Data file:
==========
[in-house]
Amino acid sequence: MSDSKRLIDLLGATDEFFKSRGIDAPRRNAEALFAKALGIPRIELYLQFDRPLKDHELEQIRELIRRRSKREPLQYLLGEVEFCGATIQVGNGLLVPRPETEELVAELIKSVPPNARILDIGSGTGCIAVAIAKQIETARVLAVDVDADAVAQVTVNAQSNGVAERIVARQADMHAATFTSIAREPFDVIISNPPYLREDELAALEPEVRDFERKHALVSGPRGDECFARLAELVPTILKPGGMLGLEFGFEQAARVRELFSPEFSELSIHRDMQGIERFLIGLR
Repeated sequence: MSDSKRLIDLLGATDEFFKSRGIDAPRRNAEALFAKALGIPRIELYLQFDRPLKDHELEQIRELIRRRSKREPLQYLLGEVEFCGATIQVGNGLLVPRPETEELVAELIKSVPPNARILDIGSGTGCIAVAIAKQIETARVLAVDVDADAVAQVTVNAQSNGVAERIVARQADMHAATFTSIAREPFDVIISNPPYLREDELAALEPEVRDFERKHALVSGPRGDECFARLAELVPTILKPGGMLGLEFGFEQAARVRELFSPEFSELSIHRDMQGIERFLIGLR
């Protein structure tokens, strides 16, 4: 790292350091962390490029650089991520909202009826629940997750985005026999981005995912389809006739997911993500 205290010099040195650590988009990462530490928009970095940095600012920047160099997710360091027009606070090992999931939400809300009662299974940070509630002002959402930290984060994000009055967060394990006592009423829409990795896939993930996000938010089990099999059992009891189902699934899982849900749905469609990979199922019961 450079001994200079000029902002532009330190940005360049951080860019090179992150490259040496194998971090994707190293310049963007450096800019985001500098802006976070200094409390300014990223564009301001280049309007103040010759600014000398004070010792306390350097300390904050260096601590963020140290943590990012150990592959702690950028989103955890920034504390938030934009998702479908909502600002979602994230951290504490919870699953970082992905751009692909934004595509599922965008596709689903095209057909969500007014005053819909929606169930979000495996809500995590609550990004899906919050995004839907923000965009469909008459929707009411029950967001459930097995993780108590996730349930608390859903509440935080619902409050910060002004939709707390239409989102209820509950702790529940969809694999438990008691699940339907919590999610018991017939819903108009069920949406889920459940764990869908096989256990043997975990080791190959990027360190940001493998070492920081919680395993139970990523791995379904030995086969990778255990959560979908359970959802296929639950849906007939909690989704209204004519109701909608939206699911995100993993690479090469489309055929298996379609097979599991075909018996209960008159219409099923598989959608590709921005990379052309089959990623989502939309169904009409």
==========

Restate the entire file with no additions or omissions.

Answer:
[in-house]
Amino acid sequence: MSDSKRLIDLLGATDEFFKSRGIDAPRRNAEALFAKALGIPRIELYLQFDRPLKDHELEQIRELIRRRSKREPLQYLLGEVEFCGATIQVGNGLLVPRPETEELVAELIKSVPPNARILDIGSGTGCIAVAIAKQIETARVLAVDVDADAVAQVTVNAQSNGVAERIVARQADMHAATFTSIAREPFDVIISNPPYLREDELAALEPEVRDFERKHALVSGPRGDECFARLAELVPTILKPGGMLGLEFGFEQAARVRELFSPEFSELSIHRDMQGIERFLIGLR
Repeated sequence: MSDSKRLIDLLGATDEFFKSRGIDAPRRNAEALFAKALGIPRIELYLQFDRPLKDHELEQIRELIRRRSKREPLQYLLGEVEFCGATIQVGNGLLVPRPETEELVAELIKSVPPNARILDIGSGTGCIAVAIAKQIETARVLAVDVDADAVAQVTVNAQSNGVAERIVARQADMHAATFTSIAREPFDVIISNPPYLREDELAALEPEVRDFERKHALVSGPRGDECFARLAELVPTILKPGGMLGLEFGFEQAARVRELFSPEFSELSIHRDMQGIERFLIGLR
């Protein structure tokens, strides 16, 4: 790292350091962390490029650089991520909202009826629940997750985005026999981005995912389809006739997911993500 205290010099040195650590988009990462530490928009970095940095600012920047160099997710360091027009606070090992999931939400809300009662299974940070509630002002959402930290984060994000009055967060394990006592009423829409990795896939993930996000938010089990099999059992009891189902699934899982849900749905469609990979199922019961 450079001994200079000029902002532009330190940005360049951080860019090179992150490259040496194998971090994707190293310049963007450096800019985001500098802006976070200094409390300014990223564009301001280049309007103040010759600014000398004070010792306390350097300390904050260096601590963020140290943590990012150990592959702690950028989103955890920034504390938030934009998702479908909502600002979602994230951290504490919870699953970082992905751009692909934004595509599922965008596709689903095209057909969500007014005053819909929606169930979000495996809500995590609550990004899906919050995004839907923000965009469909008459929707009411029950967001459930097995993780108590996730349930608390859903509440935080619902409050910060002004939709707390239409989102209820509950702790529940969809694999438990008691699940339907919590999610018991017939819903108009069920949406889920459940764990869908096989256990043997975990080791190959990027360190940001493998070492920081919680395993139970990523791995379904030995086969990778255990959560979908359970959802296929639950849906007939909690989704209204004519109701909608939206699911995100993993690479090469489309055929298996379609097979599991075909018996209960008159219409099923598989959608590709921005990379052309089959990623989502939309169904009409």